Museum of Ethnography
H-1146, Budapest, Dózsa György út 35.
Phone: +36 1 474 2100
This matchstick viola was collected by József Birinyi, who, when entering it into museum inventory, recroded its provenance as follows: “According to its maker, this viola, the work of OSZK-licensed Roma tavern musician Lajos Gagyi, was constructed in 1987 (the instrument was first played on 28 November of that year) from approximately 300 boxes of matches. A self-taught instrument maker who repairs and builds violins, violas, cellos, and basses, Gagyi decided to produce a matchstick viola after spotting a photograph in a Hungarian women’s magazine (Nők Lajpa) showing a Polish instrument maker with his own matchstick violin. To the amazement of diners and fellow musicians alike, Gagyi then proceeded to play the instrument at restaurants and wedding celebrations in and around Miskolc on a regular basis. The existence of this unique and curious instrument was originally brought to the collector’s attention by ethnographer Péter Szuhay.”
Lajos Gagyi was born in 1927 in the north-eastern Hungarian village of Boldva. His father, also a musician, played the bass, as did his Lajos’s brother. Lajos Gagyi (centre) with fellow musicians; amateur snapshot, mid-1990sGagyi’s wife, Etelka Káló, daughter of a family of musicians from Szendrőlád, is said to have remarked when showing off her pantry in Edelény in 1992, “we are both crickets and ants: my husband is the cricket who makes music, and I am the ant who fills the pantry for winter”. Their only son Kálmán was born in Edelény in 1954. Recently, I had the opportunity of speaking with the younger Gagyi’s wife, Mária Julianna Siroki, a former resident of Hangács widowed since 2011, as she recounted stories of her family and father-in-law. As Siroki recalls, Gagyi played gigs primarily in the Nyírség region and thus worked in Budapest groups only rarely. He resided more than two years in Nyírábrány, and even after that frequently spent weekends away playing weddings and fairs in Nyírbátor and Nyíradony. After the Museum’s purchase of his original matchstick viola, the “bread-winning” instrument he used most regularly, he immediately set about to produce a second, identical piece. The latter he then used for several years before it was stolen from the overhead rack on a train ride home from an all-night wedding celebration. After that, he did not make another, but ceased playing music altogether. Gagyi died in 2005 and was seen off on his final journey by a group of his fellow-musicians.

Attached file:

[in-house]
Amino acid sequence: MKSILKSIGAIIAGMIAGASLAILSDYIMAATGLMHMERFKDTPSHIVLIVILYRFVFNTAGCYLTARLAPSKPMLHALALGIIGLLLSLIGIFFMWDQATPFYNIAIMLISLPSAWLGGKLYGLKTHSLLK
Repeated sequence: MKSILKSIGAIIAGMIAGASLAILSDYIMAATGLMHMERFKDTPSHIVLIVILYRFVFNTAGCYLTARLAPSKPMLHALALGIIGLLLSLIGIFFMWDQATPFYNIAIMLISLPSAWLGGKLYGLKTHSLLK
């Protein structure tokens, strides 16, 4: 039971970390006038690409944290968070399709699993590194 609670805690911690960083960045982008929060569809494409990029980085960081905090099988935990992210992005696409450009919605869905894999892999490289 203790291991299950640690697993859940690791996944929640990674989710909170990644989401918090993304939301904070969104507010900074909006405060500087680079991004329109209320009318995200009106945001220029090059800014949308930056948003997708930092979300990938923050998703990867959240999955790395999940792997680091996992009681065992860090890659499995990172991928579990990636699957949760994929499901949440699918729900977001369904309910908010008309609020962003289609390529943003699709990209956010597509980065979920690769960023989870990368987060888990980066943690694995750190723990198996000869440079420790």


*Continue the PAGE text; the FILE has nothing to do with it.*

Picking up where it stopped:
Mária Julianna Siroki (Mrs. Kálmán Gagyi) with the matchstick guitar of her son Lajos’s making, April 2017; amateur snapshot by Péter SzuhayStill, the passion for instrument-making lived on in Gagyi’s family. His son, who served two years’ compusory military service as was the norm for the time, had occasion to attend a crafts circle as part of his overall duties. Of his own three children, the first, a boy named Lajos, was born in 1972 and, like his father, studied crafts during his course of military service (where – as was previously the case among miners and prisoners – it was fashionable to occupy participants’ time with work requiring considerable patience: the construction of models, matchstick Eiffel Towers, etc.). As both a child and an adult, Lajos had already witnessed construction with matchsticks by his grandfather, and so, following the elder’s example, decided while living in Canada, where he had gone to “try his luck,” to build himself a matchstick violin. This was followed upon his return home in 2004 by a guitar. The latter instrument is now in the keeping of his mother, who has safeguarded it since her son’s early death. Lajos Gagyi’s original plan had been to recreate his great-grandfather’s and grandfather’s basses, as well, though this particular desire was never realised. His two brothers, Béla Sándor, who remained in Edelény, and Róbert, who now lives in England, did not follow in their grandfather’s footsteps.
The description of the instrument as provided by the collector: “The piece is constructed of matchsticks, the front plate in two layers and the back plate and sides in three layers. The sticks are held together with glue. The neck and scroll are made of sycamore, while the bass bar and sound post are of pine. The four tuning pegs, fingerboard, bridge, fine tuners, and the tailpiece are all factory-made. The surface of the body is treated with a yellow-gold lacquer. The edges of the front and back plates have been painted with black striping in imitation of inlay work. The F-holes are regularly formed, though the body is narrower than that of a normal viola and is slightly asymmetrical in the vicinity of the neck. The arches of the waist are also slightly flattened. Tuning: C-G-D-A. Readable on the upper portion of the back plate in black block letters is the surname of the inventor of the matchstick: ‘IRINYI’.”